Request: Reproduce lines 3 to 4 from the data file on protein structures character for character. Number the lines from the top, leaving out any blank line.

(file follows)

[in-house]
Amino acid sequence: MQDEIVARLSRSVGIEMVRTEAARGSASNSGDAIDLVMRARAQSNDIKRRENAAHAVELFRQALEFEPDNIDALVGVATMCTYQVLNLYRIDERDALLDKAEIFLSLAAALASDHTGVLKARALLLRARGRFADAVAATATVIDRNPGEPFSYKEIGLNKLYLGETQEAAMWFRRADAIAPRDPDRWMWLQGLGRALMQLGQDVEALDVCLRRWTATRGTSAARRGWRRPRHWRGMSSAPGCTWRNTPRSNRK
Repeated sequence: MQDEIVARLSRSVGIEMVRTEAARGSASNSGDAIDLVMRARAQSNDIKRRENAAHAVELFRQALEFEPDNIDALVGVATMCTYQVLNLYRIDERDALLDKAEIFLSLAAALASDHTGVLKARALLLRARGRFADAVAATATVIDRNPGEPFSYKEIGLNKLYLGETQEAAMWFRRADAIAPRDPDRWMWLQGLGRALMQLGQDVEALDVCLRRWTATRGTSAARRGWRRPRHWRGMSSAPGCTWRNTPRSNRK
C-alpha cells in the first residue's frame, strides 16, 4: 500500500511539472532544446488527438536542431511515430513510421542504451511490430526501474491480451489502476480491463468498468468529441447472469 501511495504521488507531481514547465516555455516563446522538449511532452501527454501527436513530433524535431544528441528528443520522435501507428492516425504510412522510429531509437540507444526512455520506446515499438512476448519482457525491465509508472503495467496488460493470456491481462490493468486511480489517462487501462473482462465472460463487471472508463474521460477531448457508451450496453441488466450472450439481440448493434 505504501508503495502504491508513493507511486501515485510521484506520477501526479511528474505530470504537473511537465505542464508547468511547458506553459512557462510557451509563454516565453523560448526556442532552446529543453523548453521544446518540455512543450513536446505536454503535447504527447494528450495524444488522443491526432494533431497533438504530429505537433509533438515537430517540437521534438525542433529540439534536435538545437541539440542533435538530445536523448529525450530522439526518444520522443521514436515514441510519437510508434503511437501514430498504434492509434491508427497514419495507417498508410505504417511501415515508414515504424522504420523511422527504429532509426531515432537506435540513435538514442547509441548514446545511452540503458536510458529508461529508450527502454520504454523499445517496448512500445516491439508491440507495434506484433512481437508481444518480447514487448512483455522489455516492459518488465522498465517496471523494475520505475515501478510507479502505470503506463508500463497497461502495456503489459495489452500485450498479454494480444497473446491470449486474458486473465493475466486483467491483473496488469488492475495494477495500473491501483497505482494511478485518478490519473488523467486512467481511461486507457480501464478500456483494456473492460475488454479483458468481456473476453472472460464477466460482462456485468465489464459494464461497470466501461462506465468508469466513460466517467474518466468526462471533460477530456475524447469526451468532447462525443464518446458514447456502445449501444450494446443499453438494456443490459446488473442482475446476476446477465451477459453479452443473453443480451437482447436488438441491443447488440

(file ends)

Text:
Repeated sequence: MQDEIVARLSRSVGIEMVRTEAARGSASNSGDAIDLVMRARAQSNDIKRRENAAHAVELFRQALEFEPDNIDALVGVATMCTYQVLNLYRIDERDALLDKAEIFLSLAAALASDHTGVLKARALLLRARGRFADAVAATATVIDRNPGEPFSYKEIGLNKLYLGETQEAAMWFRRADAIAPRDPDRWMWLQGLGRALMQLGQDVEALDVCLRRWTATRGTSAARRGWRRPRHWRGMSSAPGCTWRNTPRSNRK
C-alpha cells in the first residue's frame, strides 16, 4: 500500500511539472532544446488527438536542431511515430513510421542504451511490430526501474491480451489502476480491463468498468468529441447472469 501511495504521488507531481514547465516555455516563446522538449511532452501527454501527436513530433524535431544528441528528443520522435501507428492516425504510412522510429531509437540507444526512455520506446515499438512476448519482457525491465509508472503495467496488460493470456491481462490493468486511480489517462487501462473482462465472460463487471472508463474521460477531448457508451450496453441488466450472450439481440448493434 505504501508503495502504491508513493507511486501515485510521484506520477501526479511528474505530470504537473511537465505542464508547468511547458506553459512557462510557451509563454516565453523560448526556442532552446529543453523548453521544446518540455512543450513536446505536454503535447504527447494528450495524444488522443491526432494533431497533438504530429505537433509533438515537430517540437521534438525542433529540439534536435538545437541539440542533435538530445536523448529525450530522439526518444520522443521514436515514441510519437510508434503511437501514430498504434492509434491508427497514419495507417498508410505504417511501415515508414515504424522504420523511422527504429532509426531515432537506435540513435538514442547509441548514446545511452540503458536510458529508461529508450527502454520504454523499445517496448512500445516491439508491440507495434506484433512481437508481444518480447514487448512483455522489455516492459518488465522498465517496471523494475520505475515501478510507479502505470503506463508500463497497461502495456503489459495489452500485450498479454494480444497473446491470449486474458486473465493475466486483467491483473496488469488492475495494477495500473491501483497505482494511478485518478490519473488523467486512467481511461486507457480501464478500456483494456473492460475488454479483458468481456473476453472472460464477466460482462456485468465489464459494464461497470466501461462506465468508469466513460466517467474518466468526462471533460477530456475524447469526451468532447462525443464518446458514447456502445449501444450494446443499453438494456443490459446488473442482475446476476446477465451477459453479452443473453443480451437482447436488438441491443447488440